Walker, Alice (1944—)

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Walker, Alice (1944—)

Alice Walker won the Pulitzer Prize and the American Book Award for her 1982 novel The Color Purple. By that time she was already a well-established and published writer, but it was the Pulitzer that catapulted her into international recognition. Her books have since been translated into more than two dozen languages, and it was Steven Spielberg's 1985 film adaptation of the novel that brought her to the widespread attention of mainstream audiences. Both the book and the film were controversial, and Walker's fame was accompanied by severe criticism. In The Same River Twice: Honoring the Difficult (1996), a book containing essays, journal entries, letters, and her original, never-used screenplay for the film, Walker addresses the criticism that the film was not true to her book: "Though The ColorPurple is not what many wished, it is more than many hoped, or had seen on a movie screen before." She acknowledges that most hurtful were the accusations that she hated black men and had portrayed them in stereotypical and demeaning ways. Although Walker openly advocates black sisterhood, she also openly and adamantly advocates the spiritual survival of all black people, men and women. It is this preoccupation, to use her own term, that properly describes her life and her life's work of writing and activism.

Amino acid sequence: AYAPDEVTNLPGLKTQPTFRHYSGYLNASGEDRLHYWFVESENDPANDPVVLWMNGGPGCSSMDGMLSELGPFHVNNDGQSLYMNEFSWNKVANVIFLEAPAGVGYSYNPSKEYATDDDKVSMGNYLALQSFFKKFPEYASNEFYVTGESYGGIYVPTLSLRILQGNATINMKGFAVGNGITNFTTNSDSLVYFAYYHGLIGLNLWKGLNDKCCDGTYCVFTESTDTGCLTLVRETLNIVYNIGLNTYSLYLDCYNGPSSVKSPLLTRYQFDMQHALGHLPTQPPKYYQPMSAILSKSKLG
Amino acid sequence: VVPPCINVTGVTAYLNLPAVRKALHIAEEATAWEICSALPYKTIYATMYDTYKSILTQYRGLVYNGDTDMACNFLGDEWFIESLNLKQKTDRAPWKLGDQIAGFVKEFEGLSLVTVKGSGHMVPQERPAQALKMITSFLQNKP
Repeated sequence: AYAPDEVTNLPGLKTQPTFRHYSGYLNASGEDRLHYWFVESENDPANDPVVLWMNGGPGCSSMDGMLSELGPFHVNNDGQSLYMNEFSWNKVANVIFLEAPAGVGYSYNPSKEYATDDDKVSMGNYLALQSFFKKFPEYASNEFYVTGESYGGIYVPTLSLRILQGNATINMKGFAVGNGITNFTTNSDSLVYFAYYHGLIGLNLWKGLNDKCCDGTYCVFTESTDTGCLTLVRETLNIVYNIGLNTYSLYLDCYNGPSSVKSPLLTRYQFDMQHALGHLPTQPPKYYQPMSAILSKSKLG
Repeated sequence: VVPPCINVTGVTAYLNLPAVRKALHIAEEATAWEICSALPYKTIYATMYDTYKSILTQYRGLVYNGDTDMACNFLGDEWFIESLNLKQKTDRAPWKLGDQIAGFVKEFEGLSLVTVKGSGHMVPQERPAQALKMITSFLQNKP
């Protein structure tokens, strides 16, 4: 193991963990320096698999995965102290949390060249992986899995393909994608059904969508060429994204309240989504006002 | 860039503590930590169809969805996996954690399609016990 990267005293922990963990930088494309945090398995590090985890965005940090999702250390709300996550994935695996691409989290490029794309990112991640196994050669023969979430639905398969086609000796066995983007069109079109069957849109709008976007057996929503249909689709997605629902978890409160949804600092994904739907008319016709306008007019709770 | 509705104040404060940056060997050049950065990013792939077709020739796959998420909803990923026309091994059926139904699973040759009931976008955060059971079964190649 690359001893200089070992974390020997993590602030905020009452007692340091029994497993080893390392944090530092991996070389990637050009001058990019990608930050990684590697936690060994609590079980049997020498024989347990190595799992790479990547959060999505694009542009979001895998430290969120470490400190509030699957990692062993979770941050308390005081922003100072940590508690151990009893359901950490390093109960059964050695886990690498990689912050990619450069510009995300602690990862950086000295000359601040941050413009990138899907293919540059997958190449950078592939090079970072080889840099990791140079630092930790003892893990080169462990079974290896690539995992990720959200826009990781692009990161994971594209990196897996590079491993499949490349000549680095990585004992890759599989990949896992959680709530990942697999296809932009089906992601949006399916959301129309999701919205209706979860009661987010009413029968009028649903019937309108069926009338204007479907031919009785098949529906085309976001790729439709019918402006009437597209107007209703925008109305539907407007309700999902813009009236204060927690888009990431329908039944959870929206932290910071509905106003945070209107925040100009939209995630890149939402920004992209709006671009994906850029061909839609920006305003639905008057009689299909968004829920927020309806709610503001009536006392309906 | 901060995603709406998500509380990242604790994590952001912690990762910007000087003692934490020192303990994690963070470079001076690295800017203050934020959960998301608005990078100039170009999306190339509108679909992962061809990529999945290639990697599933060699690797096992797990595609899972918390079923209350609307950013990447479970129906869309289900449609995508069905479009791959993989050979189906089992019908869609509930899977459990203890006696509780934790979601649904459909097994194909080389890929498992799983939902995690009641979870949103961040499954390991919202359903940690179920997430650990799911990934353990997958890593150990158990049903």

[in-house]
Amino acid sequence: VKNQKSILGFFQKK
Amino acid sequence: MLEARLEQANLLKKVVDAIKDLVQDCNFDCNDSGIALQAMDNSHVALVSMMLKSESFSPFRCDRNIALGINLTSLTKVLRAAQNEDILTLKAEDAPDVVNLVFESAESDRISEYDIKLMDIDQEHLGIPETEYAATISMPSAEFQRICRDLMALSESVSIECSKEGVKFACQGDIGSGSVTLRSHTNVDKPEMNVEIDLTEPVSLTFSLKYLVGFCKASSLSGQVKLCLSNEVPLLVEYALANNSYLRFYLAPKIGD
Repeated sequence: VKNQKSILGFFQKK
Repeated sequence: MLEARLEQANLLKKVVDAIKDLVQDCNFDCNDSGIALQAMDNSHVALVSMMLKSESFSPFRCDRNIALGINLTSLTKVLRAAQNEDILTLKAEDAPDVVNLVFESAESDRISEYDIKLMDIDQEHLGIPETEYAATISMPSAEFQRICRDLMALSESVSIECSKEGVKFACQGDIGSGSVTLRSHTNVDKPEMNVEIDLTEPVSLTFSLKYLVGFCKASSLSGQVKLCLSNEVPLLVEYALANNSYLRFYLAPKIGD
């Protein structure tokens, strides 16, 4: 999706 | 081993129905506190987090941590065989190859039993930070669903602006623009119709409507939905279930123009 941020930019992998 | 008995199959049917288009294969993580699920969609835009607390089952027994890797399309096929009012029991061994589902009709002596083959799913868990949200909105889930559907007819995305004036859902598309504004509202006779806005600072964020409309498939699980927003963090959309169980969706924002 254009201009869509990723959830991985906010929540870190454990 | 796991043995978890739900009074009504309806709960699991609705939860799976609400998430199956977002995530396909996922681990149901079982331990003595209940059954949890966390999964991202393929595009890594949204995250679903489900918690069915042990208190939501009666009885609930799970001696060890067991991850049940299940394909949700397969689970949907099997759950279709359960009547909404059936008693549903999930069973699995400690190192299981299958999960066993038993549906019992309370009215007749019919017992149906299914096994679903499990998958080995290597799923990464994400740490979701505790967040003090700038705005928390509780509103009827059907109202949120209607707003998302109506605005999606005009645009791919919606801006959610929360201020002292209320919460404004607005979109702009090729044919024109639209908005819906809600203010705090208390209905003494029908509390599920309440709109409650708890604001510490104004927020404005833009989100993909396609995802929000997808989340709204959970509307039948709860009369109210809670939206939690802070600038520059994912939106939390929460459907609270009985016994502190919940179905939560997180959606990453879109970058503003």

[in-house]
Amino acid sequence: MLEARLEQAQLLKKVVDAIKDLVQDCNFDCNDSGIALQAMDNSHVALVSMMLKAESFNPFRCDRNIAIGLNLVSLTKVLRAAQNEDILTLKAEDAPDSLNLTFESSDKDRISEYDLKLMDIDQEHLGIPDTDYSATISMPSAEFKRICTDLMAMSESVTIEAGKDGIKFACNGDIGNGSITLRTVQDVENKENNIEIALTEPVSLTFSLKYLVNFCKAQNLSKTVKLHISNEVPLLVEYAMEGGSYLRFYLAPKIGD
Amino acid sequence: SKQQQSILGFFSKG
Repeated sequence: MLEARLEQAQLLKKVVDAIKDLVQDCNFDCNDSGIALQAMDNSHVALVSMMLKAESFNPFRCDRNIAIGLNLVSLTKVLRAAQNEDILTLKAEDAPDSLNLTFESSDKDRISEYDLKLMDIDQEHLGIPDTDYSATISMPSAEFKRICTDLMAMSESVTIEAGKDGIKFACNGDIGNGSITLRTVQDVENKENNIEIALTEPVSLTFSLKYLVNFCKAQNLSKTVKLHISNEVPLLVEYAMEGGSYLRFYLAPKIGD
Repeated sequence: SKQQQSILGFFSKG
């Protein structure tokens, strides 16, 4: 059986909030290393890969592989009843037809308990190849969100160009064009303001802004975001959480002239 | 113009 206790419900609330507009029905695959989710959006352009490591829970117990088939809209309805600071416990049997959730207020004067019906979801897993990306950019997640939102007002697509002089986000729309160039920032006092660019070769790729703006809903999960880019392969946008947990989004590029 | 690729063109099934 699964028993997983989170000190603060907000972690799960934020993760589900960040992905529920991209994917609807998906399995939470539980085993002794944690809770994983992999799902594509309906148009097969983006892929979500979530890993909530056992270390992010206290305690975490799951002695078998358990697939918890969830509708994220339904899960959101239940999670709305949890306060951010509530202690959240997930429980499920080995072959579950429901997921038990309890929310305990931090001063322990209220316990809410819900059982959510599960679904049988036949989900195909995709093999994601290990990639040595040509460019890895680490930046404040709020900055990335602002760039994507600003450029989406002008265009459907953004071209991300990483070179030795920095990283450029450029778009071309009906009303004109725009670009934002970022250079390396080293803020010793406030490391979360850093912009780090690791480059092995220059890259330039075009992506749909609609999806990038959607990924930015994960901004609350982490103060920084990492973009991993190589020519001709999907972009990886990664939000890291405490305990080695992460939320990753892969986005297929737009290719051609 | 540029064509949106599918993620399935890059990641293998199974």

Writing became important to Walker at an early age as a survival mechanism. Born Alice Malsenior Walker on February 9, 1944, in Eatonton, Georgia, she was the eighth child of Willie Lee and Minnie Lou Grant, southern sharecroppers. Walker has described the houses in which her family lived while she was growing up as "shabby" and "crowded," and she therefore spent a great deal of time out of doors; her writing is partly rooted in her need for space. When she was just eight years old, one of her brothers accidentally shot her in the eye with a BB gun, which blinded her in that eye and left her physically and emotionally scarred. She writes poignantly in "Beauty: When the Other Dancer Is the Self," of how years later, her young daughter Rebecca helped her to see herself as "beautiful, whole and free." She also describes how fear of losing sight in the other eye enabled her to imagine life with all its injustices and all its beauty. As she put it, she "dashed about the world madly … storing up images against the fading light."